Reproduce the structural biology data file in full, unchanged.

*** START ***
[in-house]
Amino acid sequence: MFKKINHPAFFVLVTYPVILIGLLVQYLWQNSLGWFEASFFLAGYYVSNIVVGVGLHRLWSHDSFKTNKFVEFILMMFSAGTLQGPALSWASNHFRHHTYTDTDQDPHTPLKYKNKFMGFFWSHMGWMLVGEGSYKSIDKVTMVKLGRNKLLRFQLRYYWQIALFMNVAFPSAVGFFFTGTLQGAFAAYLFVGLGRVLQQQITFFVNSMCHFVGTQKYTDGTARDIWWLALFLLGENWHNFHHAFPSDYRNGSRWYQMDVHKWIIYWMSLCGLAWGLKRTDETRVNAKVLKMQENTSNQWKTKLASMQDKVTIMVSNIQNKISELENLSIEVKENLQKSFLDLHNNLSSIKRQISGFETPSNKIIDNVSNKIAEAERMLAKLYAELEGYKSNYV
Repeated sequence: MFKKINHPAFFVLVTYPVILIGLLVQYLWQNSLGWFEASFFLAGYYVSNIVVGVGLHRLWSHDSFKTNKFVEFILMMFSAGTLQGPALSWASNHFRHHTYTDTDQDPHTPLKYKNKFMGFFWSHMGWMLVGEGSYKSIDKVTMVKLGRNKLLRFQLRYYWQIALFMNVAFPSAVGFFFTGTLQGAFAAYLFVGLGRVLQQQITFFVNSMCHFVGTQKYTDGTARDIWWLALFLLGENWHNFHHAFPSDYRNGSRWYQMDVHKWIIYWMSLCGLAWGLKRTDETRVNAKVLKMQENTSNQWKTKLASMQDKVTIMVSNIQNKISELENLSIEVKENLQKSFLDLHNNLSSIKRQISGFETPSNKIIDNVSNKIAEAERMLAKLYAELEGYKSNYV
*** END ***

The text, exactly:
[in-house]
Amino acid sequence: MFKKINHPAFFVLVTYPVILIGLLVQYLWQNSLGWFEASFFLAGYYVSNIVVGVGLHRLWSHDSFKTNKFVEFILMMFSAGTLQGPALSWASNHFRHHTYTDTDQDPHTPLKYKNKFMGFFWSHMGWMLVGEGSYKSIDKVTMVKLGRNKLLRFQLRYYWQIALFMNVAFPSAVGFFFTGTLQGAFAAYLFVGLGRVLQQQITFFVNSMCHFVGTQKYTDGTARDIWWLALFLLGENWHNFHHAFPSDYRNGSRWYQMDVHKWIIYWMSLCGLAWGLKRTDETRVNAKVLKMQENTSNQWKTKLASMQDKVTIMVSNIQNKISELENLSIEVKENLQKSFLDLHNNLSSIKRQISGFETPSNKIIDNVSNKIAEAERMLAKLYAELEGYKSNYV
Repeated sequence: MFKKINHPAFFVLVTYPVILIGLLVQYLWQNSLGWFEASFFLAGYYVSNIVVGVGLHRLWSHDSFKTNKFVEFILMMFSAGTLQGPALSWASNHFRHHTYTDTDQDPHTPLKYKNKFMGFFWSHMGWMLVGEGSYKSIDKVTMVKLGRNKLLRFQLRYYWQIALFMNVAFPSAVGFFFTGTLQGAFAAYLFVGLGRVLQQQITFFVNSMCHFVGTQKYTDGTARDIWWLALFLLGENWHNFHHAFPSDYRNGSRWYQMDVHKWIIYWMSLCGLAWGLKRTDETRVNAKVLKMQENTSNQWKTKLASMQDKVTIMVSNIQNKISELENLSIEVKENLQKSFLDLHNNLSSIKRQISGFETPSNKIIDNVSNKIAEAERMLAKLYAELEGYKSNYV